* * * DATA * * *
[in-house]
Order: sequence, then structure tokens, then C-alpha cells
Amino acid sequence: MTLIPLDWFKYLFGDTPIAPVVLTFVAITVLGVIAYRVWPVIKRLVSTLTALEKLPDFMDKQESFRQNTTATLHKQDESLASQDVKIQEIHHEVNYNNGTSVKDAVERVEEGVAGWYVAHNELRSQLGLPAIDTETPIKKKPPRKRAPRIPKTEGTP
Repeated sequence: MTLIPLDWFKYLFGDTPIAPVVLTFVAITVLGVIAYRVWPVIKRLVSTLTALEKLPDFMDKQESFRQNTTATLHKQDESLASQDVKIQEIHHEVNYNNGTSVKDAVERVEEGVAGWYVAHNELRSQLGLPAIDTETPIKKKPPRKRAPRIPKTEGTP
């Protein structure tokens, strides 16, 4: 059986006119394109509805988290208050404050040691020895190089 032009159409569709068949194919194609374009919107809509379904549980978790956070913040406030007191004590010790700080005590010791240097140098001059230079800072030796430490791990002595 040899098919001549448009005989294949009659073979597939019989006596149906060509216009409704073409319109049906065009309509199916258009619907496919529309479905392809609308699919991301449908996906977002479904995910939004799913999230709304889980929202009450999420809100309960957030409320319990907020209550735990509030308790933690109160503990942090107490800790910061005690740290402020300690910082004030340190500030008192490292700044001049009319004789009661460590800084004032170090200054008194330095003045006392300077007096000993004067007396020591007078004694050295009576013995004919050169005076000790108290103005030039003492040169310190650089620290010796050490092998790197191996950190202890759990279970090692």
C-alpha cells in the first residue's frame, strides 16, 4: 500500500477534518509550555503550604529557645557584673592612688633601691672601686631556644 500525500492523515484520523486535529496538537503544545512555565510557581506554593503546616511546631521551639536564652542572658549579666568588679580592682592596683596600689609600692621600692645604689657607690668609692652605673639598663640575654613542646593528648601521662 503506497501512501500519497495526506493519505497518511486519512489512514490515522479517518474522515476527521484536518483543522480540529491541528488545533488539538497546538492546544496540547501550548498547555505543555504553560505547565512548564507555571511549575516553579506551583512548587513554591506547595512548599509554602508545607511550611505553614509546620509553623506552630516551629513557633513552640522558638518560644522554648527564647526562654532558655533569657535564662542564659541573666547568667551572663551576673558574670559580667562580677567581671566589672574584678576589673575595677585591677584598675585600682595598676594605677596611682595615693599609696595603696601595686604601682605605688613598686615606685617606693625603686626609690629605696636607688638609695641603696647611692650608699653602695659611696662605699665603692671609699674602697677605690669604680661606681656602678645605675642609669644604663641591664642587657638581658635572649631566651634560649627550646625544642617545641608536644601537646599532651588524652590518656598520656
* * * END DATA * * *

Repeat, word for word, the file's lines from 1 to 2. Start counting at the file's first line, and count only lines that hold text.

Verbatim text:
[in-house]
Order: sequence, then structure tokens, then C-alpha cells